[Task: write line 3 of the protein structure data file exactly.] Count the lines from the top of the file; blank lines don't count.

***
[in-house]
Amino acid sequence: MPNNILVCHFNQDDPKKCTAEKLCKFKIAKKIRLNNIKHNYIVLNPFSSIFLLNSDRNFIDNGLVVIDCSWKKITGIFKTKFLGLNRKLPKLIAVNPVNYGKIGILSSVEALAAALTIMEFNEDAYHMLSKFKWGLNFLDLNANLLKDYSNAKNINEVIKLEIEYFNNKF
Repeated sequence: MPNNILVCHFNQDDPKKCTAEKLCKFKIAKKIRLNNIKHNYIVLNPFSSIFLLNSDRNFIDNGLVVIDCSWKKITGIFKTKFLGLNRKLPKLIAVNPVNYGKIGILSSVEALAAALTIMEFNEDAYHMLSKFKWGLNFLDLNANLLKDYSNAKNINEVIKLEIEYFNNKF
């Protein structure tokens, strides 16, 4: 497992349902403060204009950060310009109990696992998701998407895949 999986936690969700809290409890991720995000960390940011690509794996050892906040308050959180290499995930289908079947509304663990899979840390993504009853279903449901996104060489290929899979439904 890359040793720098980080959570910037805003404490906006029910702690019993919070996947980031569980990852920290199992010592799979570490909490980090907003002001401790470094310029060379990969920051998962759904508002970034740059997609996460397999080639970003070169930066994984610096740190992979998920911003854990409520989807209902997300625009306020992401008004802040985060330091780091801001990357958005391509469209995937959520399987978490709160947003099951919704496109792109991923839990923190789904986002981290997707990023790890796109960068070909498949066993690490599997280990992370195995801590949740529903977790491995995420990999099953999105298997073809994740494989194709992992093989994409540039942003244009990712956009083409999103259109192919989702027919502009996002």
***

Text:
Repeated sequence: MPNNILVCHFNQDDPKKCTAEKLCKFKIAKKIRLNNIKHNYIVLNPFSSIFLLNSDRNFIDNGLVVIDCSWKKITGIFKTKFLGLNRKLPKLIAVNPVNYGKIGILSSVEALAAALTIMEFNEDAYHMLSKFKWGLNFLDLNANLLKDYSNAKNINEVIKLEIEYFNNKF